N2 - Chronic pain is common during adolescence and young adulthood and is associated with poor quality of life, depression, and functional disability. Recognizing that chronic pain has significant consequences, it is important to identify modifiable health behaviors that may place young adults at risk for chronic pain. This study examines associations between chronic musculoskeletal pain and smoking in young adult twins (n = 1,588, ages 18-30) participating in a statewide twin registry. Twins completed questionnaires assessing smoking, mood (anxiety, depressive symptoms, and stress), and chronic musculoskeletal pain. Analyses examined associations between chronic pain and smoking, particularly the role of genetics/shared familial factors and psychological symptoms. As predicted, results revealed a near-2-fold increased risk for chronic musculoskeletal pain in twins who currently smoked compared to nonsmokers, even when accounting for psychological factors. Results of within-pair analyses were only minimally attenuated, suggesting that associations between smoking and chronic musculoskeletal pain are better accounted for by nonshared factors than by shared familial factors/genetic effects. Future twin research is needed to identify what nonshared factors (eg, attitudes, direct effects of smoking on pain) contribute to these associations to further understand comorbidity. Longitudinal studies and recruitment of participants prior to smoking initiation and chronic pain onset will better identify causal associations. Perspective: This article describes associations between musculoskeletal pain and smoking in young adult twins, taking into account psychological symptoms. Findings highlight the importance of nonshared factors in associations between pain and smoking and the need to explore the roles of lifestyle, individual attitudes, and direct effects of smoking on pain.

AB - Chronic pain is common during adolescence and young adulthood and is associated with poor quality of life, depression, and functional disability. Recognizing that chronic pain has significant consequences, it is important to identify modifiable health behaviors that may place young adults at risk for chronic pain. This study examines associations between chronic musculoskeletal pain and smoking in young adult twins (n = 1,588, ages 18-30) participating in a statewide twin registry. Twins completed questionnaires assessing smoking, mood (anxiety, depressive symptoms, and stress), and chronic musculoskeletal pain. Analyses examined associations between chronic pain and smoking, particularly the role of genetics/shared familial factors and psychological symptoms. As predicted, results revealed a near-2-fold increased risk for chronic musculoskeletal pain in twins who currently smoked compared to nonsmokers, even when accounting for psychological factors. Results of within-pair analyses were only minimally attenuated, suggesting that associations between smoking and chronic musculoskeletal pain are better accounted for by nonshared factors than by shared familial factors/genetic effects. Future twin research is needed to identify what nonshared factors (eg, attitudes, direct effects of smoking on pain) contribute to these associations to further understand comorbidity. Longitudinal studies and recruitment of participants prior to smoking initiation and chronic pain onset will better identify causal associations. Perspective: This article describes associations between musculoskeletal pain and smoking in young adult twins, taking into account psychological symptoms. Findings highlight the importance of nonshared factors in associations between pain and smoking and the need to explore the roles of lifestyle, individual attitudes, and direct effects of smoking on pain.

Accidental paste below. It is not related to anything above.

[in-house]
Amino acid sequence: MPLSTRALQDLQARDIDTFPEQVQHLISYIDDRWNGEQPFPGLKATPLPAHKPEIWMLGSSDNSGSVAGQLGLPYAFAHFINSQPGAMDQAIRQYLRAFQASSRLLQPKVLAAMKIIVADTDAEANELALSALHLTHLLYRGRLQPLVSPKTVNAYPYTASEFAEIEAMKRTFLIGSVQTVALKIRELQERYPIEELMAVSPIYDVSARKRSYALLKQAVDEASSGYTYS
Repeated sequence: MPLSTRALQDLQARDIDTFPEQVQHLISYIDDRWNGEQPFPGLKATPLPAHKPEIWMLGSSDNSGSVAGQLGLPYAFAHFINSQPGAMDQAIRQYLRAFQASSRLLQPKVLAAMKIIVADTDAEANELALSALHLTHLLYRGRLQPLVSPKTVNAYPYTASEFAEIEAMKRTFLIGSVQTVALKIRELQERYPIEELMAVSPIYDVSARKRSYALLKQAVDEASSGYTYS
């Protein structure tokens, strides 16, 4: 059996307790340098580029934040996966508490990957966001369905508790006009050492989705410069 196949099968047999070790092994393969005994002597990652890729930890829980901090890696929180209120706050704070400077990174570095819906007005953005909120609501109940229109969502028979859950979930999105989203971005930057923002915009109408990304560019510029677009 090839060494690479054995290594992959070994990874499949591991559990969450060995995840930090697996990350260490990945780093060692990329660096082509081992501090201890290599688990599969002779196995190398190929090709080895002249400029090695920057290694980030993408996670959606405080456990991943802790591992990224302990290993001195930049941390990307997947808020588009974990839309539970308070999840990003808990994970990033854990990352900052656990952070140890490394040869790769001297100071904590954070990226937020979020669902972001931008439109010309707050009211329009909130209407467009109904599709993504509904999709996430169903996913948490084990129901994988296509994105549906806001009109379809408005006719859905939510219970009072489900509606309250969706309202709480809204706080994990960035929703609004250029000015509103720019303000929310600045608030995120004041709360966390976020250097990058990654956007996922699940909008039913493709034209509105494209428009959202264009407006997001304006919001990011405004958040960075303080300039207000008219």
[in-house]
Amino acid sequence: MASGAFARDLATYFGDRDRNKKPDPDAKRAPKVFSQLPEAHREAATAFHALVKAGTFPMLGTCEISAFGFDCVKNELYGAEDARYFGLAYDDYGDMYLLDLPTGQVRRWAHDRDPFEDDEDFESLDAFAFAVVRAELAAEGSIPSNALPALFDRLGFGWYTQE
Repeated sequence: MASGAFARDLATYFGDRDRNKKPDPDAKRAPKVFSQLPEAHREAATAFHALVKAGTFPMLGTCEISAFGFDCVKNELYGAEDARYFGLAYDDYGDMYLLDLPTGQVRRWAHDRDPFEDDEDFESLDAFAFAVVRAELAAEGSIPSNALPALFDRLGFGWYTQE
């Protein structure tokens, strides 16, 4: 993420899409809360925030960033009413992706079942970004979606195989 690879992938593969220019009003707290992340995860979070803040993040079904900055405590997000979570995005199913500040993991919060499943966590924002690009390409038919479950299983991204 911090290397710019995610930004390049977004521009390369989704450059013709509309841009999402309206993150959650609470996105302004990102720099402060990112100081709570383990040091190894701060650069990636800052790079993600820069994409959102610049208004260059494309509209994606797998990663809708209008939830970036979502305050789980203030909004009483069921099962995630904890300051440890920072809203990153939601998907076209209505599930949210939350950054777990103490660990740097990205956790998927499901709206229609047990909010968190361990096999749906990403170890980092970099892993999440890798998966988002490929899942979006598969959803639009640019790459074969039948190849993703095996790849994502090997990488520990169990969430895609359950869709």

KW - Chronic pain

KW - smoking

KW - twins

KW - young adult

UR - http://www.scopus.com/inward/record.url?scp=84885019264&partnerID=8YFLogxK

UR - http://www.scopus.com/inward/citedby.url?scp=84885019264&partnerID=8YFLogxK

U2 - 10.1016/j.jpain.2013.04.012

DO - 10.1016/j.jpain.2013.04.012

M3 - Article

C2 - 23810151

AN - SCOPUS:84885019264

VL - 14

SP - 1131

EP - 1139

JO - Journal of Pain

JF - Journal of Pain

SN - 1526-5900

IS - 10

ER -